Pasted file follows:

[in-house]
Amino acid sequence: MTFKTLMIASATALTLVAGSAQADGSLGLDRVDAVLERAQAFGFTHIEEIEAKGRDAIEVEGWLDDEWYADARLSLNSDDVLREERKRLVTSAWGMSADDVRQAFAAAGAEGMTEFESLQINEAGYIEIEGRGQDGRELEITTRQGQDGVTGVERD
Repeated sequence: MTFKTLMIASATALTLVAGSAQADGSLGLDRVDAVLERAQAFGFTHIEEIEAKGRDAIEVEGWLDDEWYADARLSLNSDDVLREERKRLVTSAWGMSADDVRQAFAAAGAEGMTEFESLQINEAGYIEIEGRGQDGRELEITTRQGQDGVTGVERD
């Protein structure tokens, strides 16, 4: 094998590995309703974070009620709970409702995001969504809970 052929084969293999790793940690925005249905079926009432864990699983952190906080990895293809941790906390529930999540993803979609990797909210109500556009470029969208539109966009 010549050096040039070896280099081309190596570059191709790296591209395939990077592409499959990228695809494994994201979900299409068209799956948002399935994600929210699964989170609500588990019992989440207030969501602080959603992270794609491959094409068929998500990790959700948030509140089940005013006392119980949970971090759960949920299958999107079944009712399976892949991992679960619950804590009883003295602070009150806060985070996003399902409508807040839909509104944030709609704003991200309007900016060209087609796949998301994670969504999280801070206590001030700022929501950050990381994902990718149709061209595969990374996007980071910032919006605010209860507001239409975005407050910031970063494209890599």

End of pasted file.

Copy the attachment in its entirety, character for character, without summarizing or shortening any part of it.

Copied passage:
[in-house]
Amino acid sequence: MTFKTLMIASATALTLVAGSAQADGSLGLDRVDAVLERAQAFGFTHIEEIEAKGRDAIEVEGWLDDEWYADARLSLNSDDVLREERKRLVTSAWGMSADDVRQAFAAAGAEGMTEFESLQINEAGYIEIEGRGQDGRELEITTRQGQDGVTGVERD
Repeated sequence: MTFKTLMIASATALTLVAGSAQADGSLGLDRVDAVLERAQAFGFTHIEEIEAKGRDAIEVEGWLDDEWYADARLSLNSDDVLREERKRLVTSAWGMSADDVRQAFAAAGAEGMTEFESLQINEAGYIEIEGRGQDGRELEITTRQGQDGVTGVERD
């Protein structure tokens, strides 16, 4: 094998590995309703974070009620709970409702995001969504809970 052929084969293999790793940690925005249905079926009432864990699983952190906080990895293809941790906390529930999540993803979609990797909210109500556009470029969208539109966009 010549050096040039070896280099081309190596570059191709790296591209395939990077592409499959990228695809494994994201979900299409068209799956948002399935994600929210699964989170609500588990019992989440207030969501602080959603992270794609491959094409068929998500990790959700948030509140089940005013006392119980949970971090759960949920299958999107079944009712399976892949991992679960619950804590009883003295602070009150806060985070996003399902409508807040839909509104944030709609704003991200309007900016060209087609796949998301994670969504999280801070206590001030700022929501950050990381994902990718149709061209595969990374996007980071910032919006605010209860507001239409975005407050910031970063494209890599």